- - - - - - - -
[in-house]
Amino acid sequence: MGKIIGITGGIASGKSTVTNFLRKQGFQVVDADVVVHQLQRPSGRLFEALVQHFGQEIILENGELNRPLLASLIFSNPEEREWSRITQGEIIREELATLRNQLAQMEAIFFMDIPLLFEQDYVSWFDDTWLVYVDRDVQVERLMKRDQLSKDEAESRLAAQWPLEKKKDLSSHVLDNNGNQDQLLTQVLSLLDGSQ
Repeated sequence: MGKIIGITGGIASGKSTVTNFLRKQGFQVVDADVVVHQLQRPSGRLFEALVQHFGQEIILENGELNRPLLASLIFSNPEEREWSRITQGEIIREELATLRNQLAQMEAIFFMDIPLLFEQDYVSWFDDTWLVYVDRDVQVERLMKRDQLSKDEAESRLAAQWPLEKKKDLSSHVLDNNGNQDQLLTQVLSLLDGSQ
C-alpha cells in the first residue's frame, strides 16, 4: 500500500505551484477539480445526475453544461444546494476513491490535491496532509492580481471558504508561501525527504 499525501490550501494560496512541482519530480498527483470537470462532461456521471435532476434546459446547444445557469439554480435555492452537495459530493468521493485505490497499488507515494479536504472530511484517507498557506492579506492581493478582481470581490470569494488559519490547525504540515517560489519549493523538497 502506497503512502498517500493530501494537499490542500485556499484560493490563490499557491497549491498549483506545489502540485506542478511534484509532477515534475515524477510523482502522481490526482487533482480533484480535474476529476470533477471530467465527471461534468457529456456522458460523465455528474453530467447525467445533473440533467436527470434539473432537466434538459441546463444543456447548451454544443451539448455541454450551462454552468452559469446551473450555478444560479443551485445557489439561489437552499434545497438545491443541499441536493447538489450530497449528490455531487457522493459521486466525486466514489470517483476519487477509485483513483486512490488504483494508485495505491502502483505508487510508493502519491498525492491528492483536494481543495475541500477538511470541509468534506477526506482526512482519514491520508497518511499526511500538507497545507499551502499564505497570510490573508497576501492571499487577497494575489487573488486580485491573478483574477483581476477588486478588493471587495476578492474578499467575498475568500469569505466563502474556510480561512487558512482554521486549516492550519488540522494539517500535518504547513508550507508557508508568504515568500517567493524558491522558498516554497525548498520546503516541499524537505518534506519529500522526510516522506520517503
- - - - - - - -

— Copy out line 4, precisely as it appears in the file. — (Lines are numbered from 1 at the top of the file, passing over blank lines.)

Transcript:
C-alpha cells in the first residue's frame, strides 16, 4: 500500500505551484477539480445526475453544461444546494476513491490535491496532509492580481471558504508561501525527504 499525501490550501494560496512541482519530480498527483470537470462532461456521471435532476434546459446547444445557469439554480435555492452537495459530493468521493485505490497499488507515494479536504472530511484517507498557506492579506492581493478582481470581490470569494488559519490547525504540515517560489519549493523538497 502506497503512502498517500493530501494537499490542500485556499484560493490563490499557491497549491498549483506545489502540485506542478511534484509532477515534475515524477510523482502522481490526482487533482480533484480535474476529476470533477471530467465527471461534468457529456456522458460523465455528474453530467447525467445533473440533467436527470434539473432537466434538459441546463444543456447548451454544443451539448455541454450551462454552468452559469446551473450555478444560479443551485445557489439561489437552499434545497438545491443541499441536493447538489450530497449528490455531487457522493459521486466525486466514489470517483476519487477509485483513483486512490488504483494508485495505491502502483505508487510508493502519491498525492491528492483536494481543495475541500477538511470541509468534506477526506482526512482519514491520508497518511499526511500538507497545507499551502499564505497570510490573508497576501492571499487577497494575489487573488486580485491573478483574477483581476477588486478588493471587495476578492474578499467575498475568500469569505466563502474556510480561512487558512482554521486549516492550519488540522494539517500535518504547513508550507508557508508568504515568500517567493524558491522558498516554497525548498520546503516541499524537505518534506519529500522526510516522506520517503